Give voice to the voiceless; afflict the comfortable and comfort the afflicted

ilang quijano MOM

Name: Ilang-Ilang Quijano

Location: Philippines

What do you do?

I am a journalist-filmmaker working in alternative media in the Philippines. I sit on the National Council of Altermidya (People’s Alternative Media Network), a national network of independent and progressive media outfits and institutions. Right now, I am involved in multimedia production (all stages of production from conceptualization, scripting, shooting and editing) and write feature and opinion articles for the Altermidya website. I am also involved in Altermidya’s training programs on video for social change, community radio, and citizen journalism. I am also a documentary filmmaker.

Why did this type of work interest you, and how did you get started?

I started in journalism writing for our student publication at the University of the Philippines, Manila. As a student journalist, I co-wrote an article with my father, a doctor, on the effects of aerial spraying of pesticides in a community in Southern Philippines. The article was published in a national newspaper, and we got sued for libel. Click for more details. The case got me interested in writing about social issues. My first job was in 2002 as a reporter for Pinoy Weekly, a start-up weekly print newspaper that catered to marginalized communities of workers, urban poor, migrants, indigenous peoples, women and youth.  As it was independent media, I got to write freely on human rights, the environment, land rights, women’s rights, public policy and other pressing social issues. I eventually became the Executive Director of Pinoy Media Center, the publisher of Pinoy Weekly, and also ventured into documentary filmmaking, multimedia production, and citizen journalism training.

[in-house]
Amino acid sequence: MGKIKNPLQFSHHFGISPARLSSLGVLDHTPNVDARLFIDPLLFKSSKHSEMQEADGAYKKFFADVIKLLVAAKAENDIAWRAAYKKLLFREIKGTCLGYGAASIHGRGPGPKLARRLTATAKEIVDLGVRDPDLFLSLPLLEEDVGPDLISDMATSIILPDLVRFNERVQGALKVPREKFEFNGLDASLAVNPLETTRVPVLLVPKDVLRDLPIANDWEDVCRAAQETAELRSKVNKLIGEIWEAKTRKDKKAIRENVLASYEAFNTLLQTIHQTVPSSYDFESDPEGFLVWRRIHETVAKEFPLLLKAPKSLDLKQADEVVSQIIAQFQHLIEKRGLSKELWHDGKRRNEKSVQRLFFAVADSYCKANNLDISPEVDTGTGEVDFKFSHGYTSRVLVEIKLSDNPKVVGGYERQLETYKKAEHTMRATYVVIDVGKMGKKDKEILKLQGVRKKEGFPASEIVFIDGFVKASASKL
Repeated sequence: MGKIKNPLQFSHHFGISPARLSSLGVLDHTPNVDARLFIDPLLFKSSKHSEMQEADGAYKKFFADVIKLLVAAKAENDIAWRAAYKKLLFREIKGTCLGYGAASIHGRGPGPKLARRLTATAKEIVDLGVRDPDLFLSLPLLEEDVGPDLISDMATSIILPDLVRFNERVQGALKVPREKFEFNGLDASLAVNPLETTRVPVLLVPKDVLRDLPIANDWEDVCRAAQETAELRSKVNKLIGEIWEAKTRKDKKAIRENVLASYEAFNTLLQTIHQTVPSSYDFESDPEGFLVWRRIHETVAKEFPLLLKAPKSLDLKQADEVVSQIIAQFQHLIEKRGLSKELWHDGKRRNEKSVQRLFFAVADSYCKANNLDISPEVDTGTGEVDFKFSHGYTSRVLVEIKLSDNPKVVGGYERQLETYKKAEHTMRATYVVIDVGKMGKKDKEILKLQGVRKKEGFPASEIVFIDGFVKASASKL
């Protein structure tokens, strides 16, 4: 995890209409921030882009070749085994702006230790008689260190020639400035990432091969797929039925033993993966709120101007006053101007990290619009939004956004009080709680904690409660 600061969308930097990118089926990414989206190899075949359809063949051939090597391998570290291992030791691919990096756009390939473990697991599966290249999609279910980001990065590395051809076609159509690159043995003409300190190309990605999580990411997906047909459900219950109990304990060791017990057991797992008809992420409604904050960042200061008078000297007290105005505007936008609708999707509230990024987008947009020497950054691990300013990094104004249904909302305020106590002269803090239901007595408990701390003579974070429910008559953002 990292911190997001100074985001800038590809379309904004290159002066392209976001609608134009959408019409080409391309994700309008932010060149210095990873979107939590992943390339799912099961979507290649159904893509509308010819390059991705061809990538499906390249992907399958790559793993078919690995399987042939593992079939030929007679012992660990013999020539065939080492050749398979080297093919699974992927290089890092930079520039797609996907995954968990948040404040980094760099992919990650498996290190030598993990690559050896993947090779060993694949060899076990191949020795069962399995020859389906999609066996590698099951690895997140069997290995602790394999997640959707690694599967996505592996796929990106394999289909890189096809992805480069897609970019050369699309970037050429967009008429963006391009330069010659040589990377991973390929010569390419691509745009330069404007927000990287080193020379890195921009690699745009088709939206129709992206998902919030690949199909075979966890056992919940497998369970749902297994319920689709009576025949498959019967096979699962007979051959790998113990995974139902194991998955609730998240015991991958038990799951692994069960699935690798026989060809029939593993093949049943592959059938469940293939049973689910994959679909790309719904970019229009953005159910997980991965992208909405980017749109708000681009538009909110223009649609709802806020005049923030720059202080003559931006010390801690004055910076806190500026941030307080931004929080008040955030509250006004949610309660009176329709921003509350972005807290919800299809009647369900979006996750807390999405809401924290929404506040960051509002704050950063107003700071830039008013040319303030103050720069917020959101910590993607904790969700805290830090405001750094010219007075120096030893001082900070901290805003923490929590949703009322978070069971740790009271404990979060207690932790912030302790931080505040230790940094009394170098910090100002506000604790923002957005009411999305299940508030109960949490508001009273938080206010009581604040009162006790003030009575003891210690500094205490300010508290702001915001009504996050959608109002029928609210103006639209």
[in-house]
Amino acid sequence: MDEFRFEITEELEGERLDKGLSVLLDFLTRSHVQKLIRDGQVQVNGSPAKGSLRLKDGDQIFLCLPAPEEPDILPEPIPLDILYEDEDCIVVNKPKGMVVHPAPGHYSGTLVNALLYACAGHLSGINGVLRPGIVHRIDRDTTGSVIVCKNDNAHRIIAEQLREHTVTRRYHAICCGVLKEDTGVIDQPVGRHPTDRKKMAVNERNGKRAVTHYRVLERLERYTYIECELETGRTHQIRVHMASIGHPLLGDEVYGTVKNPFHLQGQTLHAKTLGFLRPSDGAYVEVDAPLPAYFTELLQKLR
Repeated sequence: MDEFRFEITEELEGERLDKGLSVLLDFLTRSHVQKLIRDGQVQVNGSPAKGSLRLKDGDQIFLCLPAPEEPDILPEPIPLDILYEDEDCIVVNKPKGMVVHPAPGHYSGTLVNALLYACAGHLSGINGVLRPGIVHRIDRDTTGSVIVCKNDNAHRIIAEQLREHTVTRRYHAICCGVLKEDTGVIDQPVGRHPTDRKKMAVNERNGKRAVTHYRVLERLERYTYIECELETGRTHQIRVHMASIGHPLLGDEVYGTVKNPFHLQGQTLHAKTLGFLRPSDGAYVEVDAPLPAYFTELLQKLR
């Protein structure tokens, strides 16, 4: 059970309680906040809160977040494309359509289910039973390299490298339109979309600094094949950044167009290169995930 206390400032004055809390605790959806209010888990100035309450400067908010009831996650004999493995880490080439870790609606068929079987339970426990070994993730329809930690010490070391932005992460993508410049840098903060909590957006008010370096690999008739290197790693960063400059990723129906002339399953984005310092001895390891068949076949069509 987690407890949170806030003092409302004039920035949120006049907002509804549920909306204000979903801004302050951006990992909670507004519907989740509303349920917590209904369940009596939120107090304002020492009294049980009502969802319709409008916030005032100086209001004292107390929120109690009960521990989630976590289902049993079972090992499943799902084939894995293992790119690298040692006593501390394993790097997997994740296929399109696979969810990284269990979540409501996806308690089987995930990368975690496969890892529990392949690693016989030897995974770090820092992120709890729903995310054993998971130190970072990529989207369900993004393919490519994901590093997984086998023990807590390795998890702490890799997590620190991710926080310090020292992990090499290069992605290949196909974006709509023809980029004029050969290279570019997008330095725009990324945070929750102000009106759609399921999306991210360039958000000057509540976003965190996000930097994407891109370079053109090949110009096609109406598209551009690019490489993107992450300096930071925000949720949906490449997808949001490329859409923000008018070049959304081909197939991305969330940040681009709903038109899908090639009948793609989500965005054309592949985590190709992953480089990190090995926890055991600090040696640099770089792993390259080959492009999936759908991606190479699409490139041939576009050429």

I received my Master’s degree in journalism as a fellow of the Konrad Adenauer Asian Center for Journalism. I am a past director of the National Union of Journalists of the Philippines. More recently, I studied documentary filmmaking through the Goethe Institute in Manila and Jakarta and got to participate in various film festivals in the Philippines and abroad. Right now I am also a board member of the IAWRT -Philippines Chapter.